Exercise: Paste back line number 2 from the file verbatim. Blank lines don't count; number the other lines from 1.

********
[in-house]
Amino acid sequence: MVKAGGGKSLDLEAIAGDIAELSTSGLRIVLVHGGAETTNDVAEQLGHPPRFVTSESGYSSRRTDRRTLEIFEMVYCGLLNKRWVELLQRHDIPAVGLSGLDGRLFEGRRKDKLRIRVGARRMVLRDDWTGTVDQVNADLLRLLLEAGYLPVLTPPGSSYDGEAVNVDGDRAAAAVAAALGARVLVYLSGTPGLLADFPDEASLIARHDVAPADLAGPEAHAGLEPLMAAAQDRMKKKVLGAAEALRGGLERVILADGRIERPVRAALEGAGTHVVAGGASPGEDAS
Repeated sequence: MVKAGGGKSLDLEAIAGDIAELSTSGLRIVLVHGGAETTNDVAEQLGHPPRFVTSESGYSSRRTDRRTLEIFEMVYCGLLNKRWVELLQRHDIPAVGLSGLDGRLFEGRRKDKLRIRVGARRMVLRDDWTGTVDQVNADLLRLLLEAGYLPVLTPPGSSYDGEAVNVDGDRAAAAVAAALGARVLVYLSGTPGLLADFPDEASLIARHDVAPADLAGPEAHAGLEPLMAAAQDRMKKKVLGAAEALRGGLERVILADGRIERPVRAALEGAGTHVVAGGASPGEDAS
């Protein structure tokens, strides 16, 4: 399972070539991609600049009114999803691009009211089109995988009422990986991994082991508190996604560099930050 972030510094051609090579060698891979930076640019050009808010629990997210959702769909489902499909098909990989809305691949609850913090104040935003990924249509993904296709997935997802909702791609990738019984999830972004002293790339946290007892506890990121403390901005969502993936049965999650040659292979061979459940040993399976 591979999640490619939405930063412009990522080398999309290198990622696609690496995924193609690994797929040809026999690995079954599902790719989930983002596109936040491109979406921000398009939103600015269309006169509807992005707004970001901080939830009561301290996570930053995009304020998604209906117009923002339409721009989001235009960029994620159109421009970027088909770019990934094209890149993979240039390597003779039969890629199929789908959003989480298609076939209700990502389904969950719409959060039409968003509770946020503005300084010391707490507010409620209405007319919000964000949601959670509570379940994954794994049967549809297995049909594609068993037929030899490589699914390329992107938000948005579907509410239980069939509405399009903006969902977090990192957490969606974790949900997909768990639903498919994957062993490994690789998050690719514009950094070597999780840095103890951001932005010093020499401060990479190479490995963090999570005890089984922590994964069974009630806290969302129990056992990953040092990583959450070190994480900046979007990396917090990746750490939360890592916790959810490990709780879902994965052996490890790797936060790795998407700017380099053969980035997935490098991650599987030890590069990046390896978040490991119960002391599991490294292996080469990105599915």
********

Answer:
Amino acid sequence: MVKAGGGKSLDLEAIAGDIAELSTSGLRIVLVHGGAETTNDVAEQLGHPPRFVTSESGYSSRRTDRRTLEIFEMVYCGLLNKRWVELLQRHDIPAVGLSGLDGRLFEGRRKDKLRIRVGARRMVLRDDWTGTVDQVNADLLRLLLEAGYLPVLTPPGSSYDGEAVNVDGDRAAAAVAAALGARVLVYLSGTPGLLADFPDEASLIARHDVAPADLAGPEAHAGLEPLMAAAQDRMKKKVLGAAEALRGGLERVILADGRIERPVRAALEGAGTHVVAGGASPGEDAS